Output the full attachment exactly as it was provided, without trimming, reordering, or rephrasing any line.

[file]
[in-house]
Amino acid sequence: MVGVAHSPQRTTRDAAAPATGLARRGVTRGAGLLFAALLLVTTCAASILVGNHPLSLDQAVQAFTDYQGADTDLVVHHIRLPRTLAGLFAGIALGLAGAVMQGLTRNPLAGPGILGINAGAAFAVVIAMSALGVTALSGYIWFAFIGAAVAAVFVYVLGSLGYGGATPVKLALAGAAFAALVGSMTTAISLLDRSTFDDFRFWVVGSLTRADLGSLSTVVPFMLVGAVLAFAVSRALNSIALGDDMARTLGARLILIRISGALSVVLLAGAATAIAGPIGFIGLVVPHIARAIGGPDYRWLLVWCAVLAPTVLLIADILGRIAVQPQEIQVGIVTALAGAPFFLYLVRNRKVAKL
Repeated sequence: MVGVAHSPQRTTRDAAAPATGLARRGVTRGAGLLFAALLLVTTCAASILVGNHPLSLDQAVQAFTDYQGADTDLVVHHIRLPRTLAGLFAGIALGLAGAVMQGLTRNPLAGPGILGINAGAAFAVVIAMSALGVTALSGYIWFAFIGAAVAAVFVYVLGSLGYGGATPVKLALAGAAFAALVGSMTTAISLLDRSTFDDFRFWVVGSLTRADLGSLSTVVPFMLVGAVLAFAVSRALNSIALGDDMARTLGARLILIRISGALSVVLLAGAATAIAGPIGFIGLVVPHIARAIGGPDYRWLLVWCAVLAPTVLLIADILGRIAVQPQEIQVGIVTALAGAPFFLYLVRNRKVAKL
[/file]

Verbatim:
[in-house]
Amino acid sequence: MVGVAHSPQRTTRDAAAPATGLARRGVTRGAGLLFAALLLVTTCAASILVGNHPLSLDQAVQAFTDYQGADTDLVVHHIRLPRTLAGLFAGIALGLAGAVMQGLTRNPLAGPGILGINAGAAFAVVIAMSALGVTALSGYIWFAFIGAAVAAVFVYVLGSLGYGGATPVKLALAGAAFAALVGSMTTAISLLDRSTFDDFRFWVVGSLTRADLGSLSTVVPFMLVGAVLAFAVSRALNSIALGDDMARTLGARLILIRISGALSVVLLAGAATAIAGPIGFIGLVVPHIARAIGGPDYRWLLVWCAVLAPTVLLIADILGRIAVQPQEIQVGIVTALAGAPFFLYLVRNRKVAKL
Repeated sequence: MVGVAHSPQRTTRDAAAPATGLARRGVTRGAGLLFAALLLVTTCAASILVGNHPLSLDQAVQAFTDYQGADTDLVVHHIRLPRTLAGLFAGIALGLAGAVMQGLTRNPLAGPGILGINAGAAFAVVIAMSALGVTALSGYIWFAFIGAAVAAVFVYVLGSLGYGGATPVKLALAGAAFAALVGSMTTAISLLDRSTFDDFRFWVVGSLTRADLGSLSTVVPFMLVGAVLAFAVSRALNSIALGDDMARTLGARLILIRISGALSVVLLAGAATAIAGPIGFIGLVVPHIARAIGGPDYRWLLVWCAVLAPTVLLIADILGRIAVQPQEIQVGIVTALAGAPFFLYLVRNRKVAKL